Novelists must keep many balls in play—not just character, plot and scenario, but managing pacing, dialogue, setting, point of view and so on. With all that to juggle, it’s no wonder that novelists sometimes forget the power underlying the words used to make that happen.
For writers, words start with verbs. That’s the reasoning underlying the endless warnings about the “is,” “be,” “am,” “are,” “was,” “were” list, otherwise known as the passive culprit. Such words tempt us because the modifiers that follow them are tantalizingly convenient, abundant, available and seemingly efficient.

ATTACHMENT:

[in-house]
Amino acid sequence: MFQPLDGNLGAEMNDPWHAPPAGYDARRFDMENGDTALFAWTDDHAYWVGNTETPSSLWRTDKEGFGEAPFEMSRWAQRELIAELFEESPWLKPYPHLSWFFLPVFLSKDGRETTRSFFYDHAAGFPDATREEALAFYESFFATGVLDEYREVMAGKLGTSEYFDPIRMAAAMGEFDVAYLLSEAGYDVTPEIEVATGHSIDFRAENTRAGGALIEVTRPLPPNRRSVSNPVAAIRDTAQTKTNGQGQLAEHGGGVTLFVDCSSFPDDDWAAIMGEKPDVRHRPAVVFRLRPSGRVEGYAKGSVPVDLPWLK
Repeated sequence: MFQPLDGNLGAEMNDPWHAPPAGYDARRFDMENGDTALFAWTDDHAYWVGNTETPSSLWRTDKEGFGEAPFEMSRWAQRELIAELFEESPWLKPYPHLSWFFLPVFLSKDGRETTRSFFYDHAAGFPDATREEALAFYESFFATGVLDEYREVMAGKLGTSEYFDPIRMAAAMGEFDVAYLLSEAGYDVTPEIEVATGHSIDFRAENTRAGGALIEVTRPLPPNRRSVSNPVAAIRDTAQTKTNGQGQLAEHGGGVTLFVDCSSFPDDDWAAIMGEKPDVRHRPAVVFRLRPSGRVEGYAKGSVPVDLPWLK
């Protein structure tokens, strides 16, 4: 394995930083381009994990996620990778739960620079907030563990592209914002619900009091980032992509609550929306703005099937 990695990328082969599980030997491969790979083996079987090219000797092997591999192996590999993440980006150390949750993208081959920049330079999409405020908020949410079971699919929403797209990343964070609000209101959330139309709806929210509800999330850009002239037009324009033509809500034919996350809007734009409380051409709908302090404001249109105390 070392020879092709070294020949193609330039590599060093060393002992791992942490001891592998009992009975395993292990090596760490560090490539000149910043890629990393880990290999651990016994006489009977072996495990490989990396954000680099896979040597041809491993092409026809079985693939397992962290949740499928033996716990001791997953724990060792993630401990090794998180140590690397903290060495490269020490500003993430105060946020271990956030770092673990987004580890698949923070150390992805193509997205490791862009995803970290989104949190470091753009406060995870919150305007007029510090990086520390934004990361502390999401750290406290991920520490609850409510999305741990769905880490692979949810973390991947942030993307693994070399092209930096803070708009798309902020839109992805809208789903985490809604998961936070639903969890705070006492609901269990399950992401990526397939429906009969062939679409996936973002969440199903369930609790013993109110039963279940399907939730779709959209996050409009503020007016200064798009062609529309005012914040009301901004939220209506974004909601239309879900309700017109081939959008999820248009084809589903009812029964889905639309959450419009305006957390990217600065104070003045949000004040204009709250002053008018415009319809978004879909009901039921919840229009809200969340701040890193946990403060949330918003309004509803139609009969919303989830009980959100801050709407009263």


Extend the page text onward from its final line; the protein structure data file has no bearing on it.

They’re not. They clog and clutter. They pull readers out of scene. They drag down and mess up. Writers benefit from abandoning these false friends.
You don’t need a vocabulary class. Just start noticing your verbs—and everyone else’s. The more you notice, the more attuned your ear becomes and the sleeker your words get.
Tip: Scrutinize the words you select. It seems foolishly obvious. But those individual words along with how you string them together are the source of your novel’s world and thus the pleasure that world gives your readers.